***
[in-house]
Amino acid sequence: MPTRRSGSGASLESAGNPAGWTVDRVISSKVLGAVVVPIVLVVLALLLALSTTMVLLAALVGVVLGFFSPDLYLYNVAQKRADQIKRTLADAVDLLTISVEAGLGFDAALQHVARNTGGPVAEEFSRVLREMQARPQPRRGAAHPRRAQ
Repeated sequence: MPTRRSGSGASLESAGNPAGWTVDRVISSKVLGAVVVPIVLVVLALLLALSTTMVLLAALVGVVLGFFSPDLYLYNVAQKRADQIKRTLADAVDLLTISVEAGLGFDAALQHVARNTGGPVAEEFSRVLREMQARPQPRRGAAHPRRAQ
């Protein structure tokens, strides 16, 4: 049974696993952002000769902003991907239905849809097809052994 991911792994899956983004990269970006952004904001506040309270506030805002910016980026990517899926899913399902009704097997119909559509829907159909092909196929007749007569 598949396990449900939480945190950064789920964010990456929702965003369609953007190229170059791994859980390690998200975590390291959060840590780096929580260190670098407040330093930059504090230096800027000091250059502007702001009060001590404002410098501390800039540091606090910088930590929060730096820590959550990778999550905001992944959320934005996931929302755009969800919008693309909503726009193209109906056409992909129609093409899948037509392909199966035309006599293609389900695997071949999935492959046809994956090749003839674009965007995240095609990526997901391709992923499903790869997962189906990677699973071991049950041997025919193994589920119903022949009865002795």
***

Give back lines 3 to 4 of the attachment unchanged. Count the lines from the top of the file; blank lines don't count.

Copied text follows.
Repeated sequence: MPTRRSGSGASLESAGNPAGWTVDRVISSKVLGAVVVPIVLVVLALLLALSTTMVLLAALVGVVLGFFSPDLYLYNVAQKRADQIKRTLADAVDLLTISVEAGLGFDAALQHVARNTGGPVAEEFSRVLREMQARPQPRRGAAHPRRAQ
């Protein structure tokens, strides 16, 4: 049974696993952002000769902003991907239905849809097809052994 991911792994899956983004990269970006952004904001506040309270506030805002910016980026990517899926899913399902009704097997119909559509829907159909092909196929007749007569 598949396990449900939480945190950064789920964010990456929702965003369609953007190229170059791994859980390690998200975590390291959060840590780096929580260190670098407040330093930059504090230096800027000091250059502007702001009060001590404002410098501390800039540091606090910088930590929060730096820590959550990778999550905001992944959320934005996931929302755009969800919008693309909503726009193209109906056409992909129609093409899948037509392909199966035309006599293609389900695997071949999935492959046809994956090749003839674009965007995240095609990526997901391709992923499903790869997962189906990677699973071991049950041997025919193994589920119903022949009865002795």